I was at dinner with a friend last week who asked, “How on earth do you motivate yourself to train in this weather?” Very good question… Before jetting off to Gateshead next weekend for the pre-Commonwealth Games Camp, I thought I would shed some light on how to get motivated for training in winter for those battling the temptation to stay rugged up in bed.
Last weekend, a group of runners in training for the 2014 New York marathon for the Little Heroes Foundation (LHF), planned to join Team Tempo (my training squad) for part of the routine Sunday long run. I was running from home towards our regular meeting spot in North Adelaide, when an eerie shade of grey crept over the sky and a cool, punishing breeze started to make each stride a little more difficult. Five minutes before we were due to meet, the sharp rain started piercing my skin and stinging my eyes… these are the runs that test your resilience. Like many, I find it difficult to throw off the warm blankets when I can hear the rain pelting down outside… so I would not have blamed the LHF recruits if they didn’t show!
I was very impressed however to see a couple of runners emerge to join the huddle of Team Tempo athletes for the run, which lasts anywhere between 70-150 minutes depending on the runner’s focus event. What I believe set these runners apart from the majority who would have pushed snooze and rolled over that morning, is their drive to achieve an upcoming goal. I am very much driven by my goals and with the marathon in Glasgow now only three weeks away, there is no other option in my mind than to train so why waste time thinking about it?! My key tips for getting the training done when motivation is dwindling are:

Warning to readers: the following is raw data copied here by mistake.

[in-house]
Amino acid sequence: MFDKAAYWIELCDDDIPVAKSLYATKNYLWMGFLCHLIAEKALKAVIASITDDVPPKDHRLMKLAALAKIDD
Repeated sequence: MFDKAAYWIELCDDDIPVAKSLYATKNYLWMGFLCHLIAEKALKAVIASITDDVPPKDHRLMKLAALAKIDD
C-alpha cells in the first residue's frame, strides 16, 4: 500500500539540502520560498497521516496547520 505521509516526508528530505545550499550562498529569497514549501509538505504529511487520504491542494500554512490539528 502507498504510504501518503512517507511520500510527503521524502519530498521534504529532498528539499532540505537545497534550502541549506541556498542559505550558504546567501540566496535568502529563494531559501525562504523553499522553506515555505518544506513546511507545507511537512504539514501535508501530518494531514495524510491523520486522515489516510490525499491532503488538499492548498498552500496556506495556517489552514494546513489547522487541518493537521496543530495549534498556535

Have a reason to train. Set yourself some short and long-term goals to give each run purpose and monitor your progress towards these goals. This for me is the key to maintaining motivation and satisfaction in the sport!
Avoid over-thinking. As soon as you hear the alarm, spring into action and try to keep your mind away from alternative options to training!
Be organised. Place your clothes, shoes, gels and whatever else you need for training near your bed the night before. It makes the process of getting ready quicker and there is less time to procrastinate.
Layer up if necessary and start with a short loop that ends at your home or car to drop a jacket if you need to.
Have a training plan. Routine and structure helps me to stay motivated. My coach, Adam Didyk presents our training in a monthly calendar format. This provides a clear visual of the training program/plan for each week.
Arrange to meet with someone for training. It is much harder to pull out of a training session if you know someone else is relying on you. If you enjoy running with company, it can also make training more enjoyable and I find that time seems to pass much quicker. Sneaking in a coffee or meal after the run can provide an added incentive to get the hard work done too!
On that note, I’m about to grab some dinner and then finish packing for the flight this weekend! I was very excited to receive (and try on) the extensive Australian uniform last week – the race kit is very comfortable which is crucial in the marathon game! I also gained a lot of satisfaction from completing my final ‘Sunday long run’ of 2.5 hours on Sunday, before the taper begins. Most of the training is in the bank now and I am really looking forward to meeting up with the fellow Aussie team members in Scotland in a week - Let the Games Begin!